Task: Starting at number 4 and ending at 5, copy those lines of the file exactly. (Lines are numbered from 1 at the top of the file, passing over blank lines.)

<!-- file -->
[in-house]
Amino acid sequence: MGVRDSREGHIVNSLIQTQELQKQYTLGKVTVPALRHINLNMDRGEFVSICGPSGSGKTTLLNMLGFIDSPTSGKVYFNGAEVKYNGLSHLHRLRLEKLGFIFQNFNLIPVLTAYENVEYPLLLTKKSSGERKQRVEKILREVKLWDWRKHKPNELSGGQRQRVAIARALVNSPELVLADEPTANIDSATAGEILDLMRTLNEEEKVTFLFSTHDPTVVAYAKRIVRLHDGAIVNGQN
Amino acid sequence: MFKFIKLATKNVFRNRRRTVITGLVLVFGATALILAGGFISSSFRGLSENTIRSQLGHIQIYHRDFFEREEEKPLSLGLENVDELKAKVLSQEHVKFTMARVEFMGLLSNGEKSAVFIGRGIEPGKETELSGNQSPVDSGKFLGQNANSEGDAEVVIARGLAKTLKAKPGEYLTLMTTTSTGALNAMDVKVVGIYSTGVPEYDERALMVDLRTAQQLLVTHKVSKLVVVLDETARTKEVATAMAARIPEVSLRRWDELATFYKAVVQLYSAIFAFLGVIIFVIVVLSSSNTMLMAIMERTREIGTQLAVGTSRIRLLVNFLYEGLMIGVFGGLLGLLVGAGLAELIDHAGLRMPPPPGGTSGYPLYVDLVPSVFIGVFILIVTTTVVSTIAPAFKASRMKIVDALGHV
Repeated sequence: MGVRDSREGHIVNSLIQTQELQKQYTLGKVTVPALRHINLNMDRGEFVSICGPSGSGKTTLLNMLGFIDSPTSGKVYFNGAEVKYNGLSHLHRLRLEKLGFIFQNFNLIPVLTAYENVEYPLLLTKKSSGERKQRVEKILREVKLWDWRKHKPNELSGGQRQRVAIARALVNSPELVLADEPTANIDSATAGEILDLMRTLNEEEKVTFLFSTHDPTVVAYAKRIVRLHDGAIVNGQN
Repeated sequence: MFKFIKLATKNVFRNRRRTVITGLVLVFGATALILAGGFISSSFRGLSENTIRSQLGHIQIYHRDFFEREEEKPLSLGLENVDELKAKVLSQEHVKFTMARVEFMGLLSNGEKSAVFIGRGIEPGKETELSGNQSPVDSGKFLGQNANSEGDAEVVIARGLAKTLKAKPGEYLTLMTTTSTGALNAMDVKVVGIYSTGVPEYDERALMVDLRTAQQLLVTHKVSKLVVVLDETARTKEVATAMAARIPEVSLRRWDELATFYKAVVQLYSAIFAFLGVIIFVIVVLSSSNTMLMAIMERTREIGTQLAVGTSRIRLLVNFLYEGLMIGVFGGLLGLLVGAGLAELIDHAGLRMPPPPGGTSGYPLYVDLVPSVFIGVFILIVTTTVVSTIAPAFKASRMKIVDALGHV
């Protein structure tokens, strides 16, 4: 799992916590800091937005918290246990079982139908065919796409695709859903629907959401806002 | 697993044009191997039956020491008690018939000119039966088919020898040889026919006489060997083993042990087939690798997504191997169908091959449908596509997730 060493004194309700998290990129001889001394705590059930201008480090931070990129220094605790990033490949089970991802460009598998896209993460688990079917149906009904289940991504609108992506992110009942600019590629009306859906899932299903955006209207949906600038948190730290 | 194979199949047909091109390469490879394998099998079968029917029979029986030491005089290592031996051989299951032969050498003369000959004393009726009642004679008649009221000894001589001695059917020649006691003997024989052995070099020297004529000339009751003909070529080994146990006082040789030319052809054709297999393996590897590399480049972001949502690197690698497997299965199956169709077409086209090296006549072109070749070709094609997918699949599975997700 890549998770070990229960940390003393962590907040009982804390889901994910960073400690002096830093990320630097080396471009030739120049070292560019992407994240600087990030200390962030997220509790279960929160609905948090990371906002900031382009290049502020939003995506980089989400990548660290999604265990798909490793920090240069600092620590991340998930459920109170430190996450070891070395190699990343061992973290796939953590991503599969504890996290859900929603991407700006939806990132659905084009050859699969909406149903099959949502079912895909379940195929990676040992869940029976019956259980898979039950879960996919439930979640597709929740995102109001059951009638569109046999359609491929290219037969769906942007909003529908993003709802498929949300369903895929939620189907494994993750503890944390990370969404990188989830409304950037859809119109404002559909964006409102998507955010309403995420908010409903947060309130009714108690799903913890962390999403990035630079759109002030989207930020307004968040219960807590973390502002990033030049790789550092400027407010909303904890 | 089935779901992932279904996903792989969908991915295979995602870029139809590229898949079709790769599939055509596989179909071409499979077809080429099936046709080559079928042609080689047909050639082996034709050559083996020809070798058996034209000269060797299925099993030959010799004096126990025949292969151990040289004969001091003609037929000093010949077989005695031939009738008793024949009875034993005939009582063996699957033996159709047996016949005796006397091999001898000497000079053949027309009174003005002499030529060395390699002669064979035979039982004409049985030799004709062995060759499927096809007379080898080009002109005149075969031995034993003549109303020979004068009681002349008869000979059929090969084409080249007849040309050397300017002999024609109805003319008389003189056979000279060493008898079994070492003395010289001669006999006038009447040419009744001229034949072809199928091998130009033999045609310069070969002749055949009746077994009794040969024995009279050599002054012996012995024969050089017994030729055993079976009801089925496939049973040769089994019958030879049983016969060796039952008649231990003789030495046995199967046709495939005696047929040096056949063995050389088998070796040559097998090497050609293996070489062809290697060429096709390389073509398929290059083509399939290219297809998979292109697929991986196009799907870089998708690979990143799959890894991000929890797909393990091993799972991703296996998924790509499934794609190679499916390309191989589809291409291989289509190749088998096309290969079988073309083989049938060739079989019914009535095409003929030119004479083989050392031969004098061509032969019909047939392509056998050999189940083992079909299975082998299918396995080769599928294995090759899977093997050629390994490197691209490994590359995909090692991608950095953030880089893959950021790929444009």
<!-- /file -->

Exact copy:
Repeated sequence: MGVRDSREGHIVNSLIQTQELQKQYTLGKVTVPALRHINLNMDRGEFVSICGPSGSGKTTLLNMLGFIDSPTSGKVYFNGAEVKYNGLSHLHRLRLEKLGFIFQNFNLIPVLTAYENVEYPLLLTKKSSGERKQRVEKILREVKLWDWRKHKPNELSGGQRQRVAIARALVNSPELVLADEPTANIDSATAGEILDLMRTLNEEEKVTFLFSTHDPTVVAYAKRIVRLHDGAIVNGQN
Repeated sequence: MFKFIKLATKNVFRNRRRTVITGLVLVFGATALILAGGFISSSFRGLSENTIRSQLGHIQIYHRDFFEREEEKPLSLGLENVDELKAKVLSQEHVKFTMARVEFMGLLSNGEKSAVFIGRGIEPGKETELSGNQSPVDSGKFLGQNANSEGDAEVVIARGLAKTLKAKPGEYLTLMTTTSTGALNAMDVKVVGIYSTGVPEYDERALMVDLRTAQQLLVTHKVSKLVVVLDETARTKEVATAMAARIPEVSLRRWDELATFYKAVVQLYSAIFAFLGVIIFVIVVLSSSNTMLMAIMERTREIGTQLAVGTSRIRLLVNFLYEGLMIGVFGGLLGLLVGAGLAELIDHAGLRMPPPPGGTSGYPLYVDLVPSVFIGVFILIVTTTVVSTIAPAFKASRMKIVDALGHV